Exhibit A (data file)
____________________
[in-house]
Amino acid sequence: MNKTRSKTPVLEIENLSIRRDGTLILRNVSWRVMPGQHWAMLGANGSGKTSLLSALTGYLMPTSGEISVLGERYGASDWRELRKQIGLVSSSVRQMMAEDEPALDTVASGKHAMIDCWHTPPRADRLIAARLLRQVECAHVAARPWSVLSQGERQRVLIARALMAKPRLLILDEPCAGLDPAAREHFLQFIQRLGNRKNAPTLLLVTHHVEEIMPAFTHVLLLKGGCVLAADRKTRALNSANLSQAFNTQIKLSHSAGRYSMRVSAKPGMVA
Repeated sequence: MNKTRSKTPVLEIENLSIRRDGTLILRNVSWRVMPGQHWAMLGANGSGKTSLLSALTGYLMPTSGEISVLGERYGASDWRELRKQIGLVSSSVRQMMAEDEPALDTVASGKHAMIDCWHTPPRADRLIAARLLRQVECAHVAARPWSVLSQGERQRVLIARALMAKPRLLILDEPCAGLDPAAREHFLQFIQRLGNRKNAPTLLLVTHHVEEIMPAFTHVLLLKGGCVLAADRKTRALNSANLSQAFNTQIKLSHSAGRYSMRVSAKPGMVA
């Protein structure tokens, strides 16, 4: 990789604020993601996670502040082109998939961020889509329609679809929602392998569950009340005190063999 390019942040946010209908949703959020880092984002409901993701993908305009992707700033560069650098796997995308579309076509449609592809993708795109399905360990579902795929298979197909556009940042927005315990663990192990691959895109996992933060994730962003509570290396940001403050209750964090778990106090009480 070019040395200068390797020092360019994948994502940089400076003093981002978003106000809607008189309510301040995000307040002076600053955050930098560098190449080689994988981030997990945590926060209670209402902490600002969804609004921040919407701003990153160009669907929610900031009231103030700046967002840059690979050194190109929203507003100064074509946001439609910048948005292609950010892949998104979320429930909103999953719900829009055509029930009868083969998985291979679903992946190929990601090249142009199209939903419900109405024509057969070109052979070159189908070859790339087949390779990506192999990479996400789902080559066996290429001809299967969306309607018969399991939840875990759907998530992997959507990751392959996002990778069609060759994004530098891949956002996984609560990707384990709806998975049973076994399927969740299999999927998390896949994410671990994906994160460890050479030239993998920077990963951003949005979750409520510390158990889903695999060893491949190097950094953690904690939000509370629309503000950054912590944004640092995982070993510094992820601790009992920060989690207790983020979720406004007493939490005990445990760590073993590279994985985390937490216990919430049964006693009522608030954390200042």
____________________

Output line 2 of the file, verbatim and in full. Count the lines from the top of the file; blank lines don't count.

Amino acid sequence: MNKTRSKTPVLEIENLSIRRDGTLILRNVSWRVMPGQHWAMLGANGSGKTSLLSALTGYLMPTSGEISVLGERYGASDWRELRKQIGLVSSSVRQMMAEDEPALDTVASGKHAMIDCWHTPPRADRLIAARLLRQVECAHVAARPWSVLSQGERQRVLIARALMAKPRLLILDEPCAGLDPAAREHFLQFIQRLGNRKNAPTLLLVTHHVEEIMPAFTHVLLLKGGCVLAADRKTRALNSANLSQAFNTQIKLSHSAGRYSMRVSAKPGMVA